The doyenne of humanity, a Japanese woman, died at 119 years
Steph Deschamps / April 25, 2022
A Japanese woman who was officially recognized as the current dean of humanity died on April 19 at the age of 119, local authorities announced Monday.
Kane Tanaka was born on January 2, 1903 in Fukuoka Prefecture (southwestern Japan). That year, the Wright brothers made the first powered flight and Marie Curie became the first woman to win a Nobel Prize.
She was relatively healthy until recently and lived in a nursing home in her home county, where she enjoyed board games, solving math problems, soda and chocolate.
As a young woman, Mrs. Tanaka ran several businesses, including a noodle store and a rice cake store. She married in 1922, giving birth to four children and adopting a fifth.
She had planned to participate in the 2021 Tokyo Olympic Torch Relay in a wheelchair, but had given up because of the pandemic.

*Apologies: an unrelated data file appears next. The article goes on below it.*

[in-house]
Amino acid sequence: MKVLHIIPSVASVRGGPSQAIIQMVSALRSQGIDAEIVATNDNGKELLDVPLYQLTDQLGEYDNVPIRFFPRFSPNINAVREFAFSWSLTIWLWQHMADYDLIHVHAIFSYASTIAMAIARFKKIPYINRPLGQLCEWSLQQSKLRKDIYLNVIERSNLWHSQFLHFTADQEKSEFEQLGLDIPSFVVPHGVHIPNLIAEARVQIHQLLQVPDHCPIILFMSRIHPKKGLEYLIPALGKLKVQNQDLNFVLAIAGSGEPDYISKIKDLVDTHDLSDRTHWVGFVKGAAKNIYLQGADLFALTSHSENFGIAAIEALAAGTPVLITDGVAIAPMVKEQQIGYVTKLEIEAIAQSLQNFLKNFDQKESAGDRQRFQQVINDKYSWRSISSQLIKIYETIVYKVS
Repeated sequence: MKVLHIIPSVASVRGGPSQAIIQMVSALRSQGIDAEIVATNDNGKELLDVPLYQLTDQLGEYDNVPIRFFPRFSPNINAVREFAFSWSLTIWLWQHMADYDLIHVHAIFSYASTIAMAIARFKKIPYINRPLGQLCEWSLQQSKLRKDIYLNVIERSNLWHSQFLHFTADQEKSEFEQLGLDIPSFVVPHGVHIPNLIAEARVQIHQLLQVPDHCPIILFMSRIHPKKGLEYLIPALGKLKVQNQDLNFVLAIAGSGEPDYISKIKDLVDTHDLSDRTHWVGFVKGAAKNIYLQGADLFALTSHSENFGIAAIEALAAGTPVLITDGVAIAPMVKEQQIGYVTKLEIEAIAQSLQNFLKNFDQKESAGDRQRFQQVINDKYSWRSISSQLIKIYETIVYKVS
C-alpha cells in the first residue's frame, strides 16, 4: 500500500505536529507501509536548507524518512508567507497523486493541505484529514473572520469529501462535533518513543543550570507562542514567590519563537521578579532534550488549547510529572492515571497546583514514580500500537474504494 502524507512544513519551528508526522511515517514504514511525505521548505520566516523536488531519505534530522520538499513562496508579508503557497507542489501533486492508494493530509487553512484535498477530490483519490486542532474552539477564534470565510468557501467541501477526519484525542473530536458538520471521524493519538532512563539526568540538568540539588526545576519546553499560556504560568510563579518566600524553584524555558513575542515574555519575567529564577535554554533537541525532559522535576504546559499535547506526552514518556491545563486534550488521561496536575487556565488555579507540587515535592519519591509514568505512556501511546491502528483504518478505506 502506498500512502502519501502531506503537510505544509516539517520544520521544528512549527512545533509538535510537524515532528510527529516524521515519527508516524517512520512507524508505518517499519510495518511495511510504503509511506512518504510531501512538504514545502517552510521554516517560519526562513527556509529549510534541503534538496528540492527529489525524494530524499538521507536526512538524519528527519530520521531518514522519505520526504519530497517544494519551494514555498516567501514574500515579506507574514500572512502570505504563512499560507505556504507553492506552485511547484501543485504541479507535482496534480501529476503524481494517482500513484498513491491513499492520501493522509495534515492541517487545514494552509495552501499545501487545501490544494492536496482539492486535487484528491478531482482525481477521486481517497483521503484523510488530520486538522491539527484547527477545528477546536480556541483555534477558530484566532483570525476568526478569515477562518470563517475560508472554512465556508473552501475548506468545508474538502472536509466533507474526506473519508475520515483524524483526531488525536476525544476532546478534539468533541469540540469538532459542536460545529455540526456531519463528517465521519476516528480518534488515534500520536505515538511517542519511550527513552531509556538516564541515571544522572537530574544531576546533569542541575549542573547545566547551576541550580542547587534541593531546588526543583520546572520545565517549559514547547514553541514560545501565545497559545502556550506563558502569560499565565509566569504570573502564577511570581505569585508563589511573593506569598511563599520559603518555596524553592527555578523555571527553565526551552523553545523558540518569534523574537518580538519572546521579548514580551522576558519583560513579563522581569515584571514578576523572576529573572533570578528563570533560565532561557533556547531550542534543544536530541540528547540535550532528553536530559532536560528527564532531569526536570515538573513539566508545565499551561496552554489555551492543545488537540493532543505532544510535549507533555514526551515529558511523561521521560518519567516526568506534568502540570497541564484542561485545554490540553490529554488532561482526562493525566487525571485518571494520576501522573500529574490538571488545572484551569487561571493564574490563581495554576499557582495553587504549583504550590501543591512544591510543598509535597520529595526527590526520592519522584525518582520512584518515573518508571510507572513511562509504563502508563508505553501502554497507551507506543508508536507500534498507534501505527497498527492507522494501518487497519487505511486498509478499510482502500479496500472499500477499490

When the Guinness Book of World Records named him the world's oldest living person in 2019, he was asked what the happiest moment in his life was. His answer: Now.
His daily routine was described at the time as including waking up at 06:00 in the morning, and afternoons devoted to the study of mathematics and the practice of calligraphy.
One of her favorite pastimes is the game Othello, she has become an expert in this classic board game and often manages to beat the house staff, wrote Guinness in 2019.
Japan has the world's oldest population and about 86,500 of its residents are centenarians, according to the latest estimate from the Ministry of Health in September 2021.
The oldest person who ever lived and whose date of birth was attested was the Frenchwoman Jeanne Calment, who died in 1997 at the age of 122.